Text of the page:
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Displaying items by tag: Volunteer

... and this year we (or rather, you) get to do it all; digging in dirt, helping with trail or rain garden maintenance, eating great food and discovering new things about the earth!

We've had a terrific Earth Month so far celebrating all the wonderful and important resources of our planet. Our Earth Month culminates with a city-wide, all-hands on deck Earth Day of Service, a time to give back, pitch in, and show the world a little love on Saturday, April 25. Come join us!

Our research program has two unique features: an urban habitat focus and the inclusion of volunteer community scientists.

The urban wilderness research and monitoring we do provides baseline data that allow us to track how our habitat improvements affect wildlife over time. We’re measuring the changes so others can replicate the results in other cities. 

We are one of the leaders of an international movement to facilitate community-led research and monitoring. Our Community Science program focuses as much on the process of engaging community volunteers as it does on the research process itself. What this means is that everyone can contribute in a meaningful way to scientific research.

It's no secret, we couldn't get by without a little help from our friends. The friends I'm referring to are quite special, they are our volunteers! From helping out our Environmental Education classes, to restoring native habitats with our land stewardship team, to answering phones at all three of our branches, we rely on the dedication and enthusiasm our volunteers bring to the Urban Ecology Center.

To show how grateful we are for our volunteers' hard work, our staff comes together once a year to celebrate the accomplishments of our Centers and acknowledge the contributions our volunteers have made with a Volunteer Appreciation Party. And oh, what a party it was this year!

Wednesday, 12 November 2014 00:00

A Story of Gratitude

This story is one of gratitude, one I hope all our volunteers will have the chance to read.  I share this story with you today because I feel so thankful for all that our volunteers do for the Center.  If you are a volunteer, please feel free to share it with other volunteers!

Wednesday, 27 August 2014 00:00

Become a Super Fixer at Riverside Park

Do you like DIY projects? Are you a seasoned mechanic or carpenter looking for a new challenge? Are you lacking skills but big on enthusiasm? Whether expert or novice, we have a new opportunity for you!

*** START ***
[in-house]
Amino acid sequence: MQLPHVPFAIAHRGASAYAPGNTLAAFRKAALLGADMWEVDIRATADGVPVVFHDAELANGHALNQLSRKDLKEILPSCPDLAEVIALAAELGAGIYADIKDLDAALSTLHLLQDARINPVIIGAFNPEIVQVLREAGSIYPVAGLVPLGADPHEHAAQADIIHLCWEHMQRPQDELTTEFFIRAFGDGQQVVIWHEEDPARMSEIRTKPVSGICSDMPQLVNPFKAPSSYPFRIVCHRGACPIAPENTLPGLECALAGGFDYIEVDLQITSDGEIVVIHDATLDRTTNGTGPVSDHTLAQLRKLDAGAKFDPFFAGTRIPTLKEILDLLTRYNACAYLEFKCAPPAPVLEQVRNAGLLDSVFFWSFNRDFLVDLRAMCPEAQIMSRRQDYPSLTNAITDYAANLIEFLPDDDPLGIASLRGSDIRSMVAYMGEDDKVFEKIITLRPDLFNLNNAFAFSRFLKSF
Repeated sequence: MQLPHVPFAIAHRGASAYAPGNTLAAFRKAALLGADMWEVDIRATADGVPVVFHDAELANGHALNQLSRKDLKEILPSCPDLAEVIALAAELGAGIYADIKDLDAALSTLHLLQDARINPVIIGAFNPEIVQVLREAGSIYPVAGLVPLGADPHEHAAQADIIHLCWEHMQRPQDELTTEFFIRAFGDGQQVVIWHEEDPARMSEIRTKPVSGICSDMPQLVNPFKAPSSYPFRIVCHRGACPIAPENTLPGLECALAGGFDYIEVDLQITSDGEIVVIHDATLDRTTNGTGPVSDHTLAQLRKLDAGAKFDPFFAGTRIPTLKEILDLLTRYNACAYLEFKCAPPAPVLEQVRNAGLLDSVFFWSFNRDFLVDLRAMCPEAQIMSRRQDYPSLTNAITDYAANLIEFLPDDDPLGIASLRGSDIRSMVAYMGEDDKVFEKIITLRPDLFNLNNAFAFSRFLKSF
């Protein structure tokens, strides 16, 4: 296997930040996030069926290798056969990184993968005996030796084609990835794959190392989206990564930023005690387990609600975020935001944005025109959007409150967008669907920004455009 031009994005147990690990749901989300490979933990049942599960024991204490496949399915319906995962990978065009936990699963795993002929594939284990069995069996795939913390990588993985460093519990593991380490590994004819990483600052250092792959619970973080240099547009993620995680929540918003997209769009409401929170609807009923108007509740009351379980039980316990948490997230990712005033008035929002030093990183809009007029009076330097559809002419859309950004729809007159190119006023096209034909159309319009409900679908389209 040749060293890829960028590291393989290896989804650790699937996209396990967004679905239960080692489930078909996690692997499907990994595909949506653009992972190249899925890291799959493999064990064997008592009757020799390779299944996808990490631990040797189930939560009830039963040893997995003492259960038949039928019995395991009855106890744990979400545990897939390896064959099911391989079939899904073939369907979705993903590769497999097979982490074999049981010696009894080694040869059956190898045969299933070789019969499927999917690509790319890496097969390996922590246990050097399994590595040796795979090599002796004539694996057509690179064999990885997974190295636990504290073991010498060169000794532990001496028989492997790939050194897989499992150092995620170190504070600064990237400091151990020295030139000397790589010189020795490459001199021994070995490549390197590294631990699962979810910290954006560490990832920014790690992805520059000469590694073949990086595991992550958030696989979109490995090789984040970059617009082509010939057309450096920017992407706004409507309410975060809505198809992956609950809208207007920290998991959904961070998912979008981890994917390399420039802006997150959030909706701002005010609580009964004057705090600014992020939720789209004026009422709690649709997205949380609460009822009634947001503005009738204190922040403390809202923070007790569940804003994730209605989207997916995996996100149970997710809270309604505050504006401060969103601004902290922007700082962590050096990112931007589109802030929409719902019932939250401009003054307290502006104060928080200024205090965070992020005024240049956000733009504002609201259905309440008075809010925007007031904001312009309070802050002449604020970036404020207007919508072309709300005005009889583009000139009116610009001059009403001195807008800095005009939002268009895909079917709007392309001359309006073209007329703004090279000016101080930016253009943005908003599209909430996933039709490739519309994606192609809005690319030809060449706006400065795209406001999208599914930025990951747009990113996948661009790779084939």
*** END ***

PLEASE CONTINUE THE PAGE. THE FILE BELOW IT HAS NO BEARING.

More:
This fall, we are starting a regularly scheduled volunteer opportunity at our Riverside Park branch called Fixin’ Facilities. It is a great way to hone your skills or learn new ones as you work with others and help the Center.

Thursday, 03 July 2014 00:00

From Visitor to Ambassador

One of the best things about being an organization focused on mentoring is that we get to experience both sides of mentoring, and we get to watch “mentees” become “mentors.” I’ve had three great experiences recently watching the transition from “visitor” to “ambassador” and I thought I’d share them:

Everyone, no matter their age, can teach, help and learn at the Urban Ecology Center! See for yourself how older adults through teens are mentoring Summer Campers and students who will in turn be the environmental leaders of tomorrow.

Research shows two things make a person environmentally aware – constant contact with nature early in life and a mentor who demonstrates positive behavior toward the environment. With this research in mind, we train interns to be mentors to high schoolers, who in turn become mentors to our Summer Campers.

Come in today to see how your whole family can learn, work and grow at our Center. 

Thursday, 17 April 2014 15:00

Oh What Changes We Have Seen!

Once upon a time there was a ‘double wide’ parked under a tree in a corner of Riverside Park near the high school.  It was an ‘office’ and classroom meeting space.  What was it called? “Riverside Urban Ecology Center” and it housed a staff of 1 and ½, both part time.   A board made up of highly dedicated community people had been working toward the goal of establishing such a center and called on the science staff at the high school to be among the first consultants.

When I was first hired as an Environmental Educator seven years ago the Washington Park branch was just getting started. I had spent the last four years teaching in a variety of environmental education centers where my outdoor classroom had been a forest.

My new outdoor classroom was not a forest but a city park that had a lagoon with a very distinct “stinky end,” some nicely spaced trees and grass. All I could see were the challenges in not having decomposing logs to roll over, undergrowth to play camouflage or a gully of rocks; in short, all the things I was used to having when teaching a class.

I came to the Center two and a half years ago as a summer camp intern. As my role has changed from environmental educator to volunteer coordinator and community health evaluation coordinator, I have found myself reflecting on a question that has repeatedly come up in the various roles I’ve held: What is environmentalism?

It didn’t take long in my role as an educator to notice that how I engaged with nature wasn’t universal. Activities I loved as a child, like catching bugs or sitting quietly in the woods or playing in snow, while appreciated by some, could be terrifying, disgusting or down right boring to some of my students.

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